My Easisest and Tastiest Dinner Salad

Pour about 2 T olive oil in a bowl.
Add some balsamic vinegar.
Add about 2 tsp-ish seedy Dijon Mustard.
Sprinkle some garlic salt into the bowl.
Mix together with a fork.

Throw in some lettuce, grape tomatoes, and 1 T feta cheese. Toss/stir to coat the salad. Grate some fresh parmesan cheese and freshly cracked pepper over the top. Sometimes I add avacado slices to this and it is fast, fresh, easy and good!

Salsa Salad


Mix about 1 T of Marzetti Ranch Dressing (most natural ranch I've found) and 1 1/2 T Chipotle Sauce.
Add to lettuce along with desired amount of salsa and mozzarella and/or cheddar cheese.
You can crush some tortilla chips on top as well. Compliments any mexican dishes.

Sesame Dressing
This dressing I simply eyeball and I make mostly for myself prior to lunch meals.
Bragg's Apple Cider Vinegar
Bragg's Amino Acids
Sesame Oil
Sesame Seeds
Chopped Red Bell Pepper
Chopped Cucumber
Both the cider vinegar and amino acids tend to be strong so you don't want to overdo it but talk about healthy and tasty! Mmm!
Bean and Cheese Salad
1/2 can rinsed pinto beans
1/2 can rinsed black beans
1/2 cup shredded cheddar cheese
1/2 cup shredded cheddar cheese
Desired amount of Thousand Island Dressing
Crushed tortilla chips
Double this for larger gatherings. This is a crowd pleaser.

Monday, April 16, 2012

Precision Requests for 'Start Behavior'


I recently learned the art of the ‘precision request’ to get your kiddos moving when you are asking something of them (also referred to in 1-2-3 Magic as 'start behavior'). I don't get it - I really don't - but labeling my request as a 'precision request' to Preston not only gets his attention but also gets him moving. I have to play a stellar poker face when I whip this tool out and it actually works (kids sense parental victory and kick against it when they know what is going down). The way this works is that you have a chat with your kiddo and mention that when you ask something of them, you will only ask twice, third strike they are out to time-out. The format is that on request number one you use the word 'please.' Keeping mind in the proactive ways to improve compliance (two posts ago), you use a clear directive such as, “Preston, please set the table.” *Note, don't leave wiggle room and throw the word 'can' or something similar in there. This makes it 'optional.' Clear directive.
The second request removes the word please and becomes more directive. “Preston, I need you to set the table for dinner.” If there is non-compliance within five seconds of the second request, they go to time-out. Now, honestly, do you think your child with ADHD is going to hear the please in the first request and think, “Ooh! There is precision request number one!” When I first tried this out on Preston he didn't hear the difference in the requests either so I started labeling them, "Okay Preston, precision request number one. Please set the table for dinner." Just adding that label made the difference between compliance and non-compliance. I have been shocked that with labeling request one and two and waiting the five seconds in between each, actually gets him to do what I am asking and for the most part without a bunch of fuss! Sometimes he gripes and I'll offer him a choice: “You are welcome to set the table or do the dishes; which do you prefer?” All I can say is WOW! And WOO HOO!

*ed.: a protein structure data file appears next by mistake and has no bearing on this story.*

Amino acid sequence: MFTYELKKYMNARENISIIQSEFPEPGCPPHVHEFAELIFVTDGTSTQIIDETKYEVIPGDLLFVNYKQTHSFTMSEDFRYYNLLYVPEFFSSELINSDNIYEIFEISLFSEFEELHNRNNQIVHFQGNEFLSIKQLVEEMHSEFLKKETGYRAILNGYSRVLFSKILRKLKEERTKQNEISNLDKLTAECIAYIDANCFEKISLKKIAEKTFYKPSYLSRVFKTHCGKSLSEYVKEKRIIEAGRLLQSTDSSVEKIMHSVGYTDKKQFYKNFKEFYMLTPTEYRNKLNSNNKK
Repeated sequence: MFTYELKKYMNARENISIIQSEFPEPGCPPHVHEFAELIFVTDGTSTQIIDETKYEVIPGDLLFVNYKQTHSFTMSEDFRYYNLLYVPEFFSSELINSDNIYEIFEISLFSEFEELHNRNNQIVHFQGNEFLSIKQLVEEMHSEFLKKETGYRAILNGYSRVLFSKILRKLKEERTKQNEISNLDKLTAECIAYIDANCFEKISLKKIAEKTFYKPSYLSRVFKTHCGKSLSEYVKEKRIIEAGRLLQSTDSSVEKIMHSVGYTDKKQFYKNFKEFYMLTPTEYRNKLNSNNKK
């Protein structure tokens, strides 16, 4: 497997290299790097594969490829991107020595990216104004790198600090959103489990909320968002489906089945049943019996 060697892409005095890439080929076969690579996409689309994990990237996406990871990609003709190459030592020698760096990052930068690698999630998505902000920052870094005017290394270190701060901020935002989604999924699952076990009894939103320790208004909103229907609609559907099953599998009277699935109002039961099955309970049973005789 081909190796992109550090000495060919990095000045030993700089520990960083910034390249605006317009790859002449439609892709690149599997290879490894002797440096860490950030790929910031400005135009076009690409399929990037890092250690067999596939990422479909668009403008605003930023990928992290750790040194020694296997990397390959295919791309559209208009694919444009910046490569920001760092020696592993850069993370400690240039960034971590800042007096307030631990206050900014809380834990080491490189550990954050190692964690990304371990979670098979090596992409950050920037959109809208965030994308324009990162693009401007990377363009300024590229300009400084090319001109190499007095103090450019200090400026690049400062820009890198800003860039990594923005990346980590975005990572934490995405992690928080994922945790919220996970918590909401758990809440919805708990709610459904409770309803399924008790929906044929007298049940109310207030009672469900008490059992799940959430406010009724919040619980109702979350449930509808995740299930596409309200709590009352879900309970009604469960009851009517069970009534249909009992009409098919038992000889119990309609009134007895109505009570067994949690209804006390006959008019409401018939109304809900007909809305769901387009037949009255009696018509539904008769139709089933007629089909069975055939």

Employ and Enjoy.

And regarding the pic above, some day I'll teach and actually get Preston to set the table as I did in the picture (it was the only picture I have at the moment that semi-works with the post). That will have to be the extra-mile precision request. Until then, I'm just happy if he gets off his duff and puts placemats on the table.

Saturday, April 14, 2012

Good-For-You Cookie Dough Truffles

I'm feeling pretty mighty in the kitchen right now with how swirly-pretty I made my truffles! And they are good for you! My inspiration you ask? Well... I made the 'No Bake Vanilla Cake Batter Truffles' (from lovesveggiesandyoga.com) for the Easter holiday and they were a huge success. I added a touch of almond extract to the chocolate and that was just the little umphh it needed (for me) to be fabulous. I realized that throughout the week as I was craving these truffles, it wasn't the truffle per say that I wanted, more that crunch factor of the chocolate shell (I stored them in the fridge and oh how I love that slightly hard chocolate shell). As I'm sure we would all agree, craving cake-batter truffles will do nothing for our waist lines and fitting in our skinny jeans so I decided to come up with a healthy truffle alternative. The shell will be the naughtiest part of these, but they will satisfy my texture-craving and be good for my body at the same time. Dark chocolate is approved anyway right? It's chocolate, it's got to be. :)

Now, as I am not an inventor in the kitchen, I used Angela's (of ohsheglows.com) cookie dough recipe as a base for these bad boys. I also doubled the recipe (I might triple or quadruple it next time) because on its own, it just plain wasn't enough. I also did not put any cane sugar in my last batch and I think they are great without it. If I make them more for the purpose of being sweet, I'll probably throw in 1.5 T. So here is the doubled, and enhanced recipe. Enjoy!

Good-For-You Cookie Dough Truffles
1 cup cashews
1/2 cup rolled oats
1.5 scoops Vanilla Sun Warrior protein powder
1 tsp chia seeds
1 tsp ground flax seeds
1 tsp unsweetened shredded coconut
1/2 cup whole wheat pastry flour (I used brown rice, almond, coconut and whole wheat flours)
1 T natural cane sugar (I think this is optional)